Notepad has been a core app in Windows since the operating system’s first version. However, unlike other features in the OS, the text editor wasn’t the recipient of improvements.
This changed recently, when the Redmond company gave the text editor a much-needed overhaul. If you are out of the loop, the latest version of Notepad brought several new features such as Multilevel Undo and Redo, Emoji support, Drag and Drop text, Unicode characters, etc. The interface of the program received a makeover that has a fluent design with rounded corners, new menu styles, a settings page, and even a Dark Theme.
A dev blog article at Microsoft’s website highlights the technical details behind the improvements made to Notepad. The classic version of the text editor had a couple of features like Line-ending Detection (CR, LF, CRLF), and Show Unicode control characters. These hurdles made it difficult for Microsoft to make the transition to the new version.
The latest build of Notepad uses the RichEdit engine that is implemented in Microsoft Office applications like Word, PowerPoint, Excel and OneNote. This allowed the developers to modernize the program to add features like auto URL detection, color emojis, etc. Notepad has been made available at the Microsoft Store, and this has allowed the company an easy way to update and improve the app.
The Future of Notepad
The blog post by a Microsoft Engineer, Microsoft’s Murray Sargent, outlines the plans in store for Notepad. Since RichEdit has been properly implemented in Notepad, the tool could gain additional formatting options including text coloring, spell check and other Rich Text Format (RTF) features. It is possible that Notepad could assist programmers to write code faster with features such as syntax highlighting, indentation for XML files, toggling between start and end tags for HTML/XML, JSON.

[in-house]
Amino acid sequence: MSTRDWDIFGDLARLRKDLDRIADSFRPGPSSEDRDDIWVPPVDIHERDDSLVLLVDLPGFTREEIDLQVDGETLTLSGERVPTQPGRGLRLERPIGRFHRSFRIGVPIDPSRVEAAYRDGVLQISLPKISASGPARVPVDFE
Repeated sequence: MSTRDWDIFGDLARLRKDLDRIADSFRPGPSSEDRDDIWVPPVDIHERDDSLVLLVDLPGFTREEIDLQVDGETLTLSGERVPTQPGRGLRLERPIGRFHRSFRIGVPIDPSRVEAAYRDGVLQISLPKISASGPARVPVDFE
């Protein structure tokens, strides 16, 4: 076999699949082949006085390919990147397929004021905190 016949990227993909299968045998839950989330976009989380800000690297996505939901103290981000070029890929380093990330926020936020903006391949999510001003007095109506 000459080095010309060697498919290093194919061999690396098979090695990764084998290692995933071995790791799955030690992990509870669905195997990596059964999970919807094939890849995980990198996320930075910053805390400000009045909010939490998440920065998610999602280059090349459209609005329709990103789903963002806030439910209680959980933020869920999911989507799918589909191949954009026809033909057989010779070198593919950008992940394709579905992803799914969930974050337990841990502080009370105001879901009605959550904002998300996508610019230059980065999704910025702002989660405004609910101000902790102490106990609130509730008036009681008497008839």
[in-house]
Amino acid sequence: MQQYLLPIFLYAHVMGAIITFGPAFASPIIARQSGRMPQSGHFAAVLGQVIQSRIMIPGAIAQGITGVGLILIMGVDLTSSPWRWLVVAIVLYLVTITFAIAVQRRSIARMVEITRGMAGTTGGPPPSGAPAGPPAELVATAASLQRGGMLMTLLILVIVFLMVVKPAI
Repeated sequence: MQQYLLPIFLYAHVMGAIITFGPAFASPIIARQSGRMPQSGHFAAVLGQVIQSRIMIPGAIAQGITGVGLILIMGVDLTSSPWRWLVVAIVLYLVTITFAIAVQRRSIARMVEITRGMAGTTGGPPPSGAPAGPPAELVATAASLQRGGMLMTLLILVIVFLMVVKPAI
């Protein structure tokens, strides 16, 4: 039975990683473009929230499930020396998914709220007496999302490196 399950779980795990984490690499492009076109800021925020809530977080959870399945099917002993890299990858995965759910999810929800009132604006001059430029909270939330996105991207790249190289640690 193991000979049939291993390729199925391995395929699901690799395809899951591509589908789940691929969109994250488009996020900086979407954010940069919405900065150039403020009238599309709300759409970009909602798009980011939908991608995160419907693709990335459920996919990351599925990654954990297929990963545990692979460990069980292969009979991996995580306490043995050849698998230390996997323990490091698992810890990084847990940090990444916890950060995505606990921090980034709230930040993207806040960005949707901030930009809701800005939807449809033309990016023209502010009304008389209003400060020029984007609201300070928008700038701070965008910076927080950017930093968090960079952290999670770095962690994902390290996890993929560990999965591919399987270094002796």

It is certainly interesting to see the direction in which the basic-yet-essential text editor is heading toward. I’ll admit that I was worried whether the new Notepad would be bogged down by the new features. But it has been quite similar in terms of performance, when compared to how the old version used to run. Of course, my use case might not be the same as yours. I primarily use the program for viewing/editing small documents, or to jot down notes, simply because it is the fastest program in Windows.
Microsoft’s article does mention that the program struggles to handle large files. It turns out auto URL detection is one of the culprits that impacts the experience. But it also goes on to say that the text editor’s performance needs to be improved for such tasks, so that is something we can look forward to. The post also states that some of the features that were added to the text editor were inspired by options that are available in Visual Studio Code. These include the new Find and Replace drop-down menu, character selection, and plain-text controls.
I wish Notepad had an auto-save option, supported tabs and sessions like in Notepad++ and CudaText.
What features do you want to see in Notepad?
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